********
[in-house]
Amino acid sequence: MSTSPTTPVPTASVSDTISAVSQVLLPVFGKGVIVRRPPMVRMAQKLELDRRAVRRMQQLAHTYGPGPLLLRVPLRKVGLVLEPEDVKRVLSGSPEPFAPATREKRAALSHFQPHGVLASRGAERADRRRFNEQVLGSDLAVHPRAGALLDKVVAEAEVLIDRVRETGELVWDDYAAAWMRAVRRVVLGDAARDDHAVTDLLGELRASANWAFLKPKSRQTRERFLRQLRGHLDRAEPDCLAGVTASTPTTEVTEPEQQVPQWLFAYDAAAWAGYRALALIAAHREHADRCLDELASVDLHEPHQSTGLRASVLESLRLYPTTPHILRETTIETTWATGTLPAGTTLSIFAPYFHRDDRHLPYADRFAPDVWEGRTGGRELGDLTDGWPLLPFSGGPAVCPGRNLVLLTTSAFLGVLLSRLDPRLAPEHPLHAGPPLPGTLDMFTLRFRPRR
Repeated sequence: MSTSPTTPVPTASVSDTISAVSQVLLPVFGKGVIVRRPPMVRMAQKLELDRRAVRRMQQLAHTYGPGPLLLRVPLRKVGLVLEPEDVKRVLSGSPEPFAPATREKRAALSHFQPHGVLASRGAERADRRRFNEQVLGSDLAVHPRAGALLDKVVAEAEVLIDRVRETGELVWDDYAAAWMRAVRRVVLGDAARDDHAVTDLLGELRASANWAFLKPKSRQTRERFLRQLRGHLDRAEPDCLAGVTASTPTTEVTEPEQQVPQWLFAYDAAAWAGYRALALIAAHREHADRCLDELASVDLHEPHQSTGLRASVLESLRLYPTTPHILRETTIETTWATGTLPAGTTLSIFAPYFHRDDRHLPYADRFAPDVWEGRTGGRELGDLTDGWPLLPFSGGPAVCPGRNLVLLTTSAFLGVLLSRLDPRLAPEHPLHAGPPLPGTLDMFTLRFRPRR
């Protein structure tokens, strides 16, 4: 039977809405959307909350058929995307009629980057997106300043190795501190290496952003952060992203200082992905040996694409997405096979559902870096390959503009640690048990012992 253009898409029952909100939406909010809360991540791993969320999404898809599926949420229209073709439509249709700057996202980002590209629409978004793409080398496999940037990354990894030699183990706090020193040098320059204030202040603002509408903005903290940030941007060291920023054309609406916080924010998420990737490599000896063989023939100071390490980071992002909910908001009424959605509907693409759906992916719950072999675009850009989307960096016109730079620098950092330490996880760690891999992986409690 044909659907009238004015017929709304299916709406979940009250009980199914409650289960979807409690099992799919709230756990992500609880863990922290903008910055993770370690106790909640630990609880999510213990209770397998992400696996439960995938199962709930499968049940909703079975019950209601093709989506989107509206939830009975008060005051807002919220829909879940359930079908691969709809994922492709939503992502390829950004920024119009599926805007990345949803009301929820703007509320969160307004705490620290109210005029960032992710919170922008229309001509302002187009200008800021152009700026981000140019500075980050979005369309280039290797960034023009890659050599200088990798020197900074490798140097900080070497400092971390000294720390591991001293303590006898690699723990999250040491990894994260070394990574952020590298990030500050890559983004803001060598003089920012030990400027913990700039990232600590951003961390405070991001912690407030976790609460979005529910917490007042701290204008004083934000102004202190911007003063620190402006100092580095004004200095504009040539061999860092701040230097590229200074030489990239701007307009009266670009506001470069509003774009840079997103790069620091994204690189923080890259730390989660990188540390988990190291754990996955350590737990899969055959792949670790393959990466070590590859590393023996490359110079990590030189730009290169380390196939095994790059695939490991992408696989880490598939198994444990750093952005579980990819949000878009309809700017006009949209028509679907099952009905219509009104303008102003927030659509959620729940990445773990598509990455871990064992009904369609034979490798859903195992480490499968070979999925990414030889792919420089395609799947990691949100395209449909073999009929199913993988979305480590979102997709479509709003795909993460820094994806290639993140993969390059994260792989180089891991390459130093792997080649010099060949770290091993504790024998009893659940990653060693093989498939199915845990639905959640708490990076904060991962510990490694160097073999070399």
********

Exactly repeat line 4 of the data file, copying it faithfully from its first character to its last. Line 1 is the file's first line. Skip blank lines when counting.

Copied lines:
């Protein structure tokens, strides 16, 4: 039977809405959307909350058929995307009629980057997106300043190795501190290496952003952060992203200082992905040996694409997405096979559902870096390959503009640690048990012992 253009898409029952909100939406909010809360991540791993969320999404898809599926949420229209073709439509249709700057996202980002590209629409978004793409080398496999940037990354990894030699183990706090020193040098320059204030202040603002509408903005903290940030941007060291920023054309609406916080924010998420990737490599000896063989023939100071390490980071992002909910908001009424959605509907693409759906992916719950072999675009850009989307960096016109730079620098950092330490996880760690891999992986409690 044909659907009238004015017929709304299916709406979940009250009980199914409650289960979807409690099992799919709230756990992500609880863990922290903008910055993770370690106790909640630990609880999510213990209770397998992400696996439960995938199962709930499968049940909703079975019950209601093709989506989107509206939830009975008060005051807002919220829909879940359930079908691969709809994922492709939503992502390829950004920024119009599926805007990345949803009301929820703007509320969160307004705490620290109210005029960032992710919170922008229309001509302002187009200008800021152009700026981000140019500075980050979005369309280039290797960034023009890659050599200088990798020197900074490798140097900080070497400092971390000294720390591991001293303590006898690699723990999250040491990894994260070394990574952020590298990030500050890559983004803001060598003089920012030990400027913990700039990232600590951003961390405070991001912690407030976790609460979005529910917490007042701290204008004083934000102004202190911007003063620190402006100092580095004004200095504009040539061999860092701040230097590229200074030489990239701007307009009266670009506001470069509003774009840079997103790069620091994204690189923080890259730390989660990188540390988990190291754990996955350590737990899969055959792949670790393959990466070590590859590393023996490359110079990590030189730009290169380390196939095994790059695939490991992408696989880490598939198994444990750093952005579980990819949000878009309809700017006009949209028509679907099952009905219509009104303008102003927030659509959620729940990445773990598509990455871990064992009904369609034979490798859903195992480490499968070979999925990414030889792919420089395609799947990691949100395209449909073999009929199913993988979305480590979102997709479509709003795909993460820094994806290639993140993969390059994260792989180089891991390459130093792997080649010099060949770290091993504790024998009893659940990653060693093989498939199915845990639905959640708490990076904060991962510990490694160097073999070399």